It’s easy to be deceived into thinking that we are getting all the nutrients we need. Never mind all the labels that say “Fortified” with this and that, or the synthetic vitamins that make you think that 1000% of an isolate is healthy. There are also many people, possibly including yourself, who are trying to make good food choices, and yet we are all struggling with malnutrition. Yes, I said “all.”
Even if you’re including vegetables and/or fruits as a large portion of your meals, how do you know you’re actually getting vitamins and minerals from them? Just because it looks like spinach doesn’t mean you’re getting it’s full nutritional value — it’s estimated that it takes 80 cups of spinach grown today to equal 1 cup grown 50 years ago. A Rutgers University study showed that it takes 19 ears of corn to have the same nutritional value of 1 ear of corn grown in 1940. This recent article in Scientific American points to multiple studies that have shown the same results.
“But I’m eating organically!“
Organically grown fruits and vegetables are definitely more nutrient dense, but they also don’t approach their full nutritional value, especially if they’re not locally grown. The vitamin C in broccoli breaks down a week after it’s picked, and it’s a pretty good assumption that the organic broccoli in your local health food store, unless it was picked locally, is older than one week. And all those antioxidants those fruits and vegetables supposedly have? Those form in the final days when ripening occurs. But to have it be ripe in the stores, it has to be picked early, so you lose out on getting most of those nutrients. And so we start out with a mineral and trace mineral deficiency, and an antioxidant deficiency and that’s assuming people are eating plenty of veggies. Which, of course, they’re not.
We tend to look at the overload of carbohydrates that people are eating and think that all it’s doing is causing obesity and diabetes, but high carb intake causes nutritional deficiencies as well. B vitamins are depleted, as well as zinc, magnesium, and chromium. And the average person eats approximately 5-10 times the amount of carbohydrates their body can handle, and that includes the people eating “healthy” carbs, like whole grains. Vitamin B deficiency symptoms run the gamut, from blood sugar issues, to an inability to handle stress, to anxiety and depression. Sounds like everyone’s got vitamin B deficiency, and yes, they probably do. And stress depletes vitamin B. Do you know what the most nutrient-dense food form of B is? Liver. But who’s eating that nowadays?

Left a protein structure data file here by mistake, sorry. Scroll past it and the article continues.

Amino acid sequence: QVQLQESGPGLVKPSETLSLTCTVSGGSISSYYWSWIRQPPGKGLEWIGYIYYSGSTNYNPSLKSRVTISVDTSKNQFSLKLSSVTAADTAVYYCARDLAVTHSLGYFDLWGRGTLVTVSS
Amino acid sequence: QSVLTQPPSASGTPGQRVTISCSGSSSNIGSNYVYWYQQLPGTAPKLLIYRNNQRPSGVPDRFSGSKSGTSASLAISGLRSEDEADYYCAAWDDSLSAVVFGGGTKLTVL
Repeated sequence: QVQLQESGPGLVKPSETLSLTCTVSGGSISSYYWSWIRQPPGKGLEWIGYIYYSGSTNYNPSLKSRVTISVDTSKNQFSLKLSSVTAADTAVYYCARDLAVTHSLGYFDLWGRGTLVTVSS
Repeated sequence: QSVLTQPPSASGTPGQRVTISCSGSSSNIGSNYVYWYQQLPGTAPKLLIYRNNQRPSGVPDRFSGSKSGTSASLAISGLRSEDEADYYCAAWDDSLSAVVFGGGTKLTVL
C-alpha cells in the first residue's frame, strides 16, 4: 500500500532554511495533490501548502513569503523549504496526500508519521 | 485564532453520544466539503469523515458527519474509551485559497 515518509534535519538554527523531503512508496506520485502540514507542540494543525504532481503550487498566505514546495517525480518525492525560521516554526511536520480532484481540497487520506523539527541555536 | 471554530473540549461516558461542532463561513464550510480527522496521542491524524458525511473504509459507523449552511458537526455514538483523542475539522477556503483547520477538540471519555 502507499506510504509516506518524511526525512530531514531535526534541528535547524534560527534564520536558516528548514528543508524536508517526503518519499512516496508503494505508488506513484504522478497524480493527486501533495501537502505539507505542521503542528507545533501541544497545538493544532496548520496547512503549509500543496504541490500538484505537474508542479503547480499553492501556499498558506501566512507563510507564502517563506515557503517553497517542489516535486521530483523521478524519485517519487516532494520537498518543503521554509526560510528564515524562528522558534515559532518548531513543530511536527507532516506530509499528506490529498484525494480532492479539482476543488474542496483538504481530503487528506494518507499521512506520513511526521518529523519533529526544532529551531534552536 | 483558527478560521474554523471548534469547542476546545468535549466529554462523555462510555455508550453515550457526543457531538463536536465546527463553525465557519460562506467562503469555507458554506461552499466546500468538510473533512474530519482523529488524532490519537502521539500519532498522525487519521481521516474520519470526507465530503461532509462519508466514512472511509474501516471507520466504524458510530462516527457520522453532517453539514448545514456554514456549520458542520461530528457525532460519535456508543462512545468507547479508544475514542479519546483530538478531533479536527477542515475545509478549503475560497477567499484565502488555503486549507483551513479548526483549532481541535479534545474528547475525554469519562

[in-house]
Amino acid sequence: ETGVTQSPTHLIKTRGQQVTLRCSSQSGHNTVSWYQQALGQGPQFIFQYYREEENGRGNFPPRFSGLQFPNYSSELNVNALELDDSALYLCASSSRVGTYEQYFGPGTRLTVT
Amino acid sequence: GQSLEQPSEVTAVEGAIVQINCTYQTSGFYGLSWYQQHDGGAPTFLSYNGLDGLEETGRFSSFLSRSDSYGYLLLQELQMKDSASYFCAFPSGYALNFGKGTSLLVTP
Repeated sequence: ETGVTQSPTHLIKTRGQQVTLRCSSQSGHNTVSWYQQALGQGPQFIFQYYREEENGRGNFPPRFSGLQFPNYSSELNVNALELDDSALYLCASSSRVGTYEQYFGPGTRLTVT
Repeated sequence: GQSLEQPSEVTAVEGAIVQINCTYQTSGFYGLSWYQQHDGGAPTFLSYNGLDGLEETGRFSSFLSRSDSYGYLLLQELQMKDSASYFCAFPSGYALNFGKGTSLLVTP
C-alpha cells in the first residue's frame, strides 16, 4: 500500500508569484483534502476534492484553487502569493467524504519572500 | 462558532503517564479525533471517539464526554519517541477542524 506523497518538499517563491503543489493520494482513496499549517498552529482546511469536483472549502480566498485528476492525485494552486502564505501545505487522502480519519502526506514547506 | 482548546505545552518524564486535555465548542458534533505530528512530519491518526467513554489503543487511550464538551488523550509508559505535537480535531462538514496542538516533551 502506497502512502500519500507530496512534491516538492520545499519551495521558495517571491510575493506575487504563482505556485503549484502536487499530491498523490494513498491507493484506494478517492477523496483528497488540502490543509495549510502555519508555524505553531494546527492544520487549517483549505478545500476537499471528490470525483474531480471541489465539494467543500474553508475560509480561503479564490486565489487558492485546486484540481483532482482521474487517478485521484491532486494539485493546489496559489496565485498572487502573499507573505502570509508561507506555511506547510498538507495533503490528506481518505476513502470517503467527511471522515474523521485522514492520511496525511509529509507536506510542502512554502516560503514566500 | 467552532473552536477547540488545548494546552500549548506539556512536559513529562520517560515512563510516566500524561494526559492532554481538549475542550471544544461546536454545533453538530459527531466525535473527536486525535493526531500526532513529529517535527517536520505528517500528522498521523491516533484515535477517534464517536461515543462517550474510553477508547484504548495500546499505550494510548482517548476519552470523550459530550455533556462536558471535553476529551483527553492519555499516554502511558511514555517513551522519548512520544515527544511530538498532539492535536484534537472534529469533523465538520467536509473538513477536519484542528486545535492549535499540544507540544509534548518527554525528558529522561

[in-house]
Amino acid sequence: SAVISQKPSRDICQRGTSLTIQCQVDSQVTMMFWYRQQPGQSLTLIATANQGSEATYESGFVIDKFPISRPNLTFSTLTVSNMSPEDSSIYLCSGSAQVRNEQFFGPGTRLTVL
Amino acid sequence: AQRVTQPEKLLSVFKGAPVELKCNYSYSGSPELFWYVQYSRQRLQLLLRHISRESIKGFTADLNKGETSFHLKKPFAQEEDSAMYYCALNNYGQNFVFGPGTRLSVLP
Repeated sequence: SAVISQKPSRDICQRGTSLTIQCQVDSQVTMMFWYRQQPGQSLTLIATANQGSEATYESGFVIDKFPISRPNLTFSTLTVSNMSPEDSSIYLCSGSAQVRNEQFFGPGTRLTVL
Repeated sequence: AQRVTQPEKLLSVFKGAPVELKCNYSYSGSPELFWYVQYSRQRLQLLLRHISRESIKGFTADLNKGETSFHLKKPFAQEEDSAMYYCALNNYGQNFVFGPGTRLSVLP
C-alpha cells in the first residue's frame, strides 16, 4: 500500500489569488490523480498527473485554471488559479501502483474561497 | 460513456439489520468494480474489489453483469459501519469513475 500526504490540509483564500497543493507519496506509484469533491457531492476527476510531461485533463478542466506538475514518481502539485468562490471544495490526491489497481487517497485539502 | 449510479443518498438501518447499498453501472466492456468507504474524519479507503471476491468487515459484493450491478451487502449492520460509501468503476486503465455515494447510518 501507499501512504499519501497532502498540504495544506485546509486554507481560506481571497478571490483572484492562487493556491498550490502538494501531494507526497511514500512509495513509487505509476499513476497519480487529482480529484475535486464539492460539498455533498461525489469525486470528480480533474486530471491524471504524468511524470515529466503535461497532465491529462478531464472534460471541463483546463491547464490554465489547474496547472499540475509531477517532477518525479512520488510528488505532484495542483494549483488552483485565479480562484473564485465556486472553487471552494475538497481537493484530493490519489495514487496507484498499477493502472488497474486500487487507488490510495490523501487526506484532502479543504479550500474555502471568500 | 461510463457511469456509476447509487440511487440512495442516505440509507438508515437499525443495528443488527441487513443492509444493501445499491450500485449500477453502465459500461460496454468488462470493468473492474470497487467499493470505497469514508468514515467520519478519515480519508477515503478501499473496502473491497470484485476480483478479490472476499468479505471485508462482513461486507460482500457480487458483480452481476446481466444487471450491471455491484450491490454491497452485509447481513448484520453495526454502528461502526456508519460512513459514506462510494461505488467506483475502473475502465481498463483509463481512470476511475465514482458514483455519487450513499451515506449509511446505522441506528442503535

Let’s talk about processed food for a moment. It’s relatively easy to look at a Twinkie and know that it’s not real food, but have you considered low-fat or skim milk in the same way? Did it come out of the cow that way? No, it didn’t, and when they take the fat out, it makes the milk an odd color, so they have to add powdered milk back in to make it white. That powdered milk contains oxidized cholesterol, which, as I just said above, contributes to plaques. Never mind high fructose corn syrup (don’t ever fall for the marketing that says it’s just like sugar — it’s not) that’s in so many processed foods — have you considered that agave nectar is also processed? The root itself is not very sweet on it’s own, so it’s boiled down or concentrated with enzymes until it, too, is a very high fructose product. Just because it’s sold in a health food store doesn’t mean it’s healthy — they sell cookies there too. Processed food is hidden everywhere and it takes looking around with open and critical eyes to start to see it.
I’m not saying you should be churning your own butter. But you might want to take a good look at exactly how far away your food is from its original source, and how many ingredients are in it. We tend to think that how we’ve been eating the last 40 or 50 years is how we’ve always been eating, and that this new, modern way of eating is the healthier way to eat. But consider this: we have more heart disease than we ever have before. Cancer rates consistently increase. It’s the exception, not the rule, when someone dies at home, and the nursing homes are filled with the long, slow decline of degenerative diseases. For the first time, the average life span has stopped rising, and has, in fact, fallen. The University of Virginia did a longevity study that showed that if you made it to the age of 50 in the 1700’s, your odds of living to 100 years old was three times greater than it was in the year 2000.
So what do you do? Get to know where your food is from, and how processed it is. Find or make alternatives if you have to. Buy from farmers markets if you can, or buy organic if that’s not available. Avoid processed vegetables oils like the plague. Buy natural meat, not the regular meat from conventional feedlots, with it’s hormones and antibiotics. Eat full fat everything. Consider taking supplements that are food-based and not synthetic, so you don’t deplete your system more (read more about the difference in the article Holistic Nutrition). Read and educate yourself as much as you can — email us if you want some places to start. And start to question the conventional thinking about food — the more practiced you get with thinking critically (about anything!), the more informed you will become.